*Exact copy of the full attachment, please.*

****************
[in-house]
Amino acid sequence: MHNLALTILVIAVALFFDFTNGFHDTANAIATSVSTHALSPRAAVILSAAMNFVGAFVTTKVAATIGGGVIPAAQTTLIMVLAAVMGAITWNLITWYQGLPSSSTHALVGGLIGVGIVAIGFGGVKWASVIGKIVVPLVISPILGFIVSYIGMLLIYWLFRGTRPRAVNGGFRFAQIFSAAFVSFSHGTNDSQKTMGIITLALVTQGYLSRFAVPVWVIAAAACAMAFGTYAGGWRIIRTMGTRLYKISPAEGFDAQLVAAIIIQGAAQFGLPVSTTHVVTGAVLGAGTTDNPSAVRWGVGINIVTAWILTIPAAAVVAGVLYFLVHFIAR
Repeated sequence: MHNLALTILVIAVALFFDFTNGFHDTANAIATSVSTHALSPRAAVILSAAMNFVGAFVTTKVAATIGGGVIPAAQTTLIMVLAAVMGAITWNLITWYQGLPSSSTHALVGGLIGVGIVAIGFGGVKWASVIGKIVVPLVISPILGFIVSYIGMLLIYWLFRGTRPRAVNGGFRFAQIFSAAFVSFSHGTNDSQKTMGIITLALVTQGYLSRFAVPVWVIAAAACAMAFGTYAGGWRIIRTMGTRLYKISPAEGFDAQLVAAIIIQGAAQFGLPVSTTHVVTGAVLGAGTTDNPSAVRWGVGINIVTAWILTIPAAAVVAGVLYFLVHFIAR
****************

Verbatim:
[in-house]
Amino acid sequence: MHNLALTILVIAVALFFDFTNGFHDTANAIATSVSTHALSPRAAVILSAAMNFVGAFVTTKVAATIGGGVIPAAQTTLIMVLAAVMGAITWNLITWYQGLPSSSTHALVGGLIGVGIVAIGFGGVKWASVIGKIVVPLVISPILGFIVSYIGMLLIYWLFRGTRPRAVNGGFRFAQIFSAAFVSFSHGTNDSQKTMGIITLALVTQGYLSRFAVPVWVIAAAACAMAFGTYAGGWRIIRTMGTRLYKISPAEGFDAQLVAAIIIQGAAQFGLPVSTTHVVTGAVLGAGTTDNPSAVRWGVGINIVTAWILTIPAAAVVAGVLYFLVHFIAR
Repeated sequence: MHNLALTILVIAVALFFDFTNGFHDTANAIATSVSTHALSPRAAVILSAAMNFVGAFVTTKVAATIGGGVIPAAQTTLIMVLAAVMGAITWNLITWYQGLPSSSTHALVGGLIGVGIVAIGFGGVKWASVIGKIVVPLVISPILGFIVSYIGMLLIYWLFRGTRPRAVNGGFRFAQIFSAAFVSFSHGTNDSQKTMGIITLALVTQGYLSRFAVPVWVIAAAACAMAFGTYAGGWRIIRTMGTRLYKISPAEGFDAQLVAAIIIQGAAQFGLPVSTTHVVTGAVLGAGTTDNPSAVRWGVGINIVTAWILTIPAAAVVAGVLYFLVHFIAR